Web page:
In ancient Greece there were two major polises which allowed the Greek culture to achieve greatness during the 400-500 B.C.E. era. These two polises were Athens and Sparta; both city states differed in many ways before the start of the Persian War. There were low rugged mountains that separated these two city states so communication and travel were difficult. The government of these two city states can be seen as a primary difference between the two. Draco, Solon, Pisistratus, and Cleithenes were four leaders that greatly influenced the political development of Athens. Athens and Sparta differed primarily in their political, social, and economical aspects. But there were other difference that Athens and Sparta share which I will examine in this essay.
Athens was located in the region of Attica, a fertile valley and rich in minerals. The city was a cultural powerhouse: the cradle of democracy, the birthplace of many great philosophers, of politics, of architecture and theatre, of history, science and mathematics, with a formidable naval fleet that defeated the Persian army. Athenians had access to education and freedom to pursue their interests in war or business. (Mark, 2011)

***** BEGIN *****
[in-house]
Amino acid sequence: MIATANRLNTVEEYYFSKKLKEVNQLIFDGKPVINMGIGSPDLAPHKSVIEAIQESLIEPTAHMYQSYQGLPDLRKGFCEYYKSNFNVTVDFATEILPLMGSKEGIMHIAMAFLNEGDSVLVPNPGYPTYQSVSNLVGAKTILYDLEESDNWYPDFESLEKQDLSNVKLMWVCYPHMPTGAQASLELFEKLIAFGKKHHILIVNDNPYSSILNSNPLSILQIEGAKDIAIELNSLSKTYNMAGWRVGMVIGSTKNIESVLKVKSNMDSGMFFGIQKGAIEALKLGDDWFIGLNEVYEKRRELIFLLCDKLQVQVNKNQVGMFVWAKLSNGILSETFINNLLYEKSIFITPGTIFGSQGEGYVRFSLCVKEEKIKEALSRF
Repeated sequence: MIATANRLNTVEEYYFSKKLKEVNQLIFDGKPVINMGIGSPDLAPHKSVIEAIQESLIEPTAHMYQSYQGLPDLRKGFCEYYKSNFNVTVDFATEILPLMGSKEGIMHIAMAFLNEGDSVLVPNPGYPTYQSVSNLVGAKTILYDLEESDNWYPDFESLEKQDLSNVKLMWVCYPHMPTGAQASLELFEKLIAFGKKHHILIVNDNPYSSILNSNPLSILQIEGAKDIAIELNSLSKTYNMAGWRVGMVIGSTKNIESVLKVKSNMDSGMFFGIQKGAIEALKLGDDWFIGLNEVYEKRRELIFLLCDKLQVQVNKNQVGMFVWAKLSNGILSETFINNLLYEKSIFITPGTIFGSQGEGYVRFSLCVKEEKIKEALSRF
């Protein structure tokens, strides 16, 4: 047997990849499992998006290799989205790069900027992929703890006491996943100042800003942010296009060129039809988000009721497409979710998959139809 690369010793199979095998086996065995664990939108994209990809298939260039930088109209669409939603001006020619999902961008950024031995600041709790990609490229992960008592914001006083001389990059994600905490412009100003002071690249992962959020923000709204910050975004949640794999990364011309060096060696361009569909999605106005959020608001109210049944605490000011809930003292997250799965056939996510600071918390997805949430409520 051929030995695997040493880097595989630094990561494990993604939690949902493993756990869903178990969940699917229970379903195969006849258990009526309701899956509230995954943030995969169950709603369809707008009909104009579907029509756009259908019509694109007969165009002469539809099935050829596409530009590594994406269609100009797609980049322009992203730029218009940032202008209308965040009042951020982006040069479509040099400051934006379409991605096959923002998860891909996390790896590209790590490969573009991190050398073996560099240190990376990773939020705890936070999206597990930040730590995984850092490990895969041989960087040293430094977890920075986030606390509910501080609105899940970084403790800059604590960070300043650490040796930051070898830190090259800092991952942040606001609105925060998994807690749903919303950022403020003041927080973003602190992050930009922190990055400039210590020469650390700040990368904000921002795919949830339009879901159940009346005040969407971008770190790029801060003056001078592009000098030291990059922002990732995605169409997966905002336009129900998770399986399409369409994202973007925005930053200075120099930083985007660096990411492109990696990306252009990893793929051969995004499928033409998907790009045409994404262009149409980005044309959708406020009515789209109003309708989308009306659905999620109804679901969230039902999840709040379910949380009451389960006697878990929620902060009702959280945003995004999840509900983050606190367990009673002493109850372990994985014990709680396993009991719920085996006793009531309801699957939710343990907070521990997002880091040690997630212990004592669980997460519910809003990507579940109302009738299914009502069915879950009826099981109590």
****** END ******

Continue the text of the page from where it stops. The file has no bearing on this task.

Introduction This assignment describes the character of the four ancient governments in order to compare and contrast the five government forms in the Ancient Greek city-states. They are monarchy, aristocracy, tyranny, oligarchy, and democracy.
Furthermore, while Athens had a strong navy, it was more well-known for its culture, such as arts, architecture, drama, literature, philosophy, science, and medicine. To say that Athens was intellectual and democratic was an accurate appraisal. Athens valued culture and education and worked to involve the citizens in the governance of the city-state.